The Bearded Lady; An insight into Hirsutism

The Bearded Lady; An insight into Hirsutism

“Wicked person!”


“You should have just had a flat chest and scraped your hair to complete the look.”

“Should have? Abi she already has a flat chest and so she just needs to scrape.”

Maureen held her head high and sashayed down the street as the mumbled insults from different corners of the busy area whizzed past her ear from all directions. Smiling, she walked on undeterred. She had learned that people would never understand that she didn’t choose to be this way. She had also come to appreciate her a different kind of beauty and didn’t mind who didn’t. But she wasn’t always this confident. Right from when the first strand showed under her chin, she realized that people could be mean. They looked at her in a funny way like she had two heads or an animal head instead of a girl’s. Then, they often wondered if a girl with so much hair would ever get married. They teased and taunted her at every chance they could get. Back then in senior secondary school, she would run with her hands holding her ears tightly, tears rolling down her cheeks and her little round leather school bag swinging back and forth rhythmically like a giant pendulum strapped securely on her back. She had this experience nearly every day.

It took years for her to own her appearance. After making sure her beards and chest hair were not because of an underlying illness, her mother sat her down and told her a few things about beauty, self-worth, and acceptance. She made Maureen realize that whoever thought she was ugly just because she had more hair than other women didn’t have an opinion worth listening to. From that day, Maureen accepted her hairs and her unique beauty. She started holding her head high and walking like she was the most beautiful being on the planet and indeed she was for even the little strands under her chin complimented her perfectly shaped pretty brown face.

Mammals being the most advanced class of creatures with spinal cord in the Animal kingdom are characterized by the presence of mammary glands, a distinct region of the brain, three middle ear bones as well as fur or hair. Hair generally serves mammals different functions ranging from thermal regulation and camouflage for many animals; to provision of signals to other animals such as warnings, mating, or other communicative displays; and for some animals’ hair provides defensive functions and, rarely, even offensive protection. Hair also has a sensory function, extending the sense of touch beyond the surface of the skin. Guard hairs give warnings that may trigger a recoiling reaction. While Homo sapiens have developed an array of devices and methods to keep it warm, its hair continues to serve very important thermoregulatory functions.

As we have already established, all humans have hair, slight variations exist though particularly in characteristics and distribution among the sexes. Men characteristically have hair in what is described in the androgenic pattern; having facial hair around the chin (beards) and upper lips (mustache) as well as on their chest and abdomen. This pattern of hair is typically and usually absent in ladies.
Ladies who develop this pattern of male hair growth have often and for a long period of time been subjects of interest, legends, ridicule or in more modish parlance, body shaming. Such women have historically been referred to witches and on other occasions, their true sex has been questioned as famously depicted by Shakespeare in one of his works Macbeth:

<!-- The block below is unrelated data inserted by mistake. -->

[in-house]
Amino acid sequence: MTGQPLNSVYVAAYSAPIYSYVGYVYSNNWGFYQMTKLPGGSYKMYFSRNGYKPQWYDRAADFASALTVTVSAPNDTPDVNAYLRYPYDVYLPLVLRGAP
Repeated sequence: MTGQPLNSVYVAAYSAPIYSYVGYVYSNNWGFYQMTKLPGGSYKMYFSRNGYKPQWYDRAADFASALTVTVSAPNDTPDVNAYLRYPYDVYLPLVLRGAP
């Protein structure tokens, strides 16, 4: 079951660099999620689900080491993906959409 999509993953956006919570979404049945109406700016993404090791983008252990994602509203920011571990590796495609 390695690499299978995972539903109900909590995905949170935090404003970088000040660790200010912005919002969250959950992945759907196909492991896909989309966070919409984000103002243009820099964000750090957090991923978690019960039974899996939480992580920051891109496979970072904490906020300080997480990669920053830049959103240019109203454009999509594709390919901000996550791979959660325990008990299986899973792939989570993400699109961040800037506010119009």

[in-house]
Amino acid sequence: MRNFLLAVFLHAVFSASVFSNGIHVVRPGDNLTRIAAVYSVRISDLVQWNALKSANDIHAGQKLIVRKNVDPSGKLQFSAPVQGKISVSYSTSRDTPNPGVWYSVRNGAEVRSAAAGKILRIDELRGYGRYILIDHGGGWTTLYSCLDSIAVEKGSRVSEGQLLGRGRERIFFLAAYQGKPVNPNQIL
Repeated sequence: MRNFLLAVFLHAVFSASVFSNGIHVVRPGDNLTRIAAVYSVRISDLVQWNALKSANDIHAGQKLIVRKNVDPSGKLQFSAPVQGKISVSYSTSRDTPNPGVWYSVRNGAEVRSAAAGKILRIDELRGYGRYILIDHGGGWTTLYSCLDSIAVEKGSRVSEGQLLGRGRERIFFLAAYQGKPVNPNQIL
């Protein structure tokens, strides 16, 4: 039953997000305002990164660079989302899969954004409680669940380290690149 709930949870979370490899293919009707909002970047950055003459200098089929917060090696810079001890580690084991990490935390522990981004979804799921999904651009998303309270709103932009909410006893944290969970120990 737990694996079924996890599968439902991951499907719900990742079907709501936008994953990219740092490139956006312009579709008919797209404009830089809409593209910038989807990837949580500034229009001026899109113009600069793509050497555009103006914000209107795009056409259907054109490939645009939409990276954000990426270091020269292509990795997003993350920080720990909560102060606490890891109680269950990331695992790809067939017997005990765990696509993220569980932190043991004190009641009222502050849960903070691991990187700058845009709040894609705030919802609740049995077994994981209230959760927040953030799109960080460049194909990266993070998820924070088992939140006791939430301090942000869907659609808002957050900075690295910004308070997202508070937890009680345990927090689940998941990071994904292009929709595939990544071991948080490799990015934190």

“…you should be Women,
And yet your beards forbid me to interpret,
That you are so.”
It is disheartening that many women are taunted and jeered for something they have no control over. The medical term for the condition is Hirsutism; which is defined as an abnormal growth of hair following the male pattern in females.
Hirsutism in some cases can be due to hereditary reasons without anything medically being wrong with the woman, most times however, it could be an indicator of an underlying health problem in which case it is usually the result of a fairly common condition: polycystic ovary syndrome (PCOS), which causes excess testosterone and thus results in male pattern hair growth, among other symptoms. In some other cases, female beard growth is the result of some other form of hormonal imbalance (usually androgen excess) for example due to Cushing’s syndrome or tumors of the adrenal gland. The use of some medications can also result in this pattern of hair growth.

Thankfully, for women who experience this problem, there are ways to overcome it and get their confidence back. One measure that has been shown to help is weight loss; if you’re overweight and drop pounds, your body should make fewer male hormones, so you should grow less hair on your face or body. Obviously, another method to get rid of the hair is to actually get rid of the hair; Shaving, Tweezing or threading can get the job done depending on preference and suitability. Waxing is another effective method to remove unwanted hair. Depilatory creams and other more advanced methods like electrolysis and laser hair removal are also available.

Doctors can also prescribe medications that change the way your body grows hair, the only drawback here though is that the hair could grow back once you stop the meds.

So, to ladies out there who feel ashamed of those strands of hair on your chest or chin, it is important to get yourself checked by a professional to rule out any medical problem. Once that is done, you can boldly carry your hair with the entire swagger you can summon like the bearded lady or simply get rid of them if you choose to. No one should make you feel debased simply because of something that’s not your creation.

The Bearded Lady; An insight into Hirsutism

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